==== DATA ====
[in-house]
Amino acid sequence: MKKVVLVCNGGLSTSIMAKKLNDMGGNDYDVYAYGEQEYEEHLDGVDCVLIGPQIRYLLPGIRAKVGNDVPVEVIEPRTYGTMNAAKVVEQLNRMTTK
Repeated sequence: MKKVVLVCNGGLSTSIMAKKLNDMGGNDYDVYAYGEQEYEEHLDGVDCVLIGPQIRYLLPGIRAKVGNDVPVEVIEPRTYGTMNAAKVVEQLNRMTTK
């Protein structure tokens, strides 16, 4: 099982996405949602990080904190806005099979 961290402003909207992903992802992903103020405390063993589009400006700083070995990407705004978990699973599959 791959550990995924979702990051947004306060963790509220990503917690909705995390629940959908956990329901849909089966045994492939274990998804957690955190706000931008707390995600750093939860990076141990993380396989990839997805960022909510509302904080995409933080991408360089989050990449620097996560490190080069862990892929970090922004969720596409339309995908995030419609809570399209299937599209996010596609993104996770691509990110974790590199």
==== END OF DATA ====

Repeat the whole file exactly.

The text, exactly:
[in-house]
Amino acid sequence: MKKVVLVCNGGLSTSIMAKKLNDMGGNDYDVYAYGEQEYEEHLDGVDCVLIGPQIRYLLPGIRAKVGNDVPVEVIEPRTYGTMNAAKVVEQLNRMTTK
Repeated sequence: MKKVVLVCNGGLSTSIMAKKLNDMGGNDYDVYAYGEQEYEEHLDGVDCVLIGPQIRYLLPGIRAKVGNDVPVEVIEPRTYGTMNAAKVVEQLNRMTTK
């Protein structure tokens, strides 16, 4: 099982996405949602990080904190806005099979 961290402003909207992903992802992903103020405390063993589009400006700083070995990407705004978990699973599959 791959550990995924979702990051947004306060963790509220990503917690909705995390629940959908956990329901849909089966045994492939274990998804957690955190706000931008707390995600750093939860990076141990993380396989990839997805960022909510509302904080995409933080991408360089989050990449620097996560490190080069862990892929970090922004969720596409339309995908995030419609809570399209299937599209996010596609993104996770691509990110974790590199």